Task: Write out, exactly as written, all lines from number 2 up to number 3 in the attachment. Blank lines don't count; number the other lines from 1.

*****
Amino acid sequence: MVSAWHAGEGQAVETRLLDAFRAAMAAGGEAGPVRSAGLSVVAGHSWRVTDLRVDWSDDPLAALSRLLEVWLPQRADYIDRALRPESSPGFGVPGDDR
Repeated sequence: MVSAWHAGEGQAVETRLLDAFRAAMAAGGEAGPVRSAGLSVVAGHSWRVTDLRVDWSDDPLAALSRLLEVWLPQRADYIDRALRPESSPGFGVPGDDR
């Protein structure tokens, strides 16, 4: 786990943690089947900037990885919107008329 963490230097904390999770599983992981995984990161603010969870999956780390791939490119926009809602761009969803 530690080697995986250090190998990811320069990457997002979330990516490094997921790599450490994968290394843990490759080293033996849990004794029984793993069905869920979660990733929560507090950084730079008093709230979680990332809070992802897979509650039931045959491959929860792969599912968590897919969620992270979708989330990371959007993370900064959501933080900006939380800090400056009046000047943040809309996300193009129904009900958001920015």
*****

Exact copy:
Repeated sequence: MVSAWHAGEGQAVETRLLDAFRAAMAAGGEAGPVRSAGLSVVAGHSWRVTDLRVDWSDDPLAALSRLLEVWLPQRADYIDRALRPESSPGFGVPGDDR
């Protein structure tokens, strides 16, 4: 786990943690089947900037990885919107008329 963490230097904390999770599983992981995984990161603010969870999956780390791939490119926009809602761009969803 530690080697995986250090190998990811320069990457997002979330990516490094997921790599450490994968290394843990490759080293033996849990004794029984793993069905869920979660990733929560507090950084730079008093709230979680990332809070992802897979509650039931045959491959929860792969599912968590897919969620992270979708989330990371959007993370900064959501933080900006939380800090400056009046000047943040809309996300193009129904009900958001920015």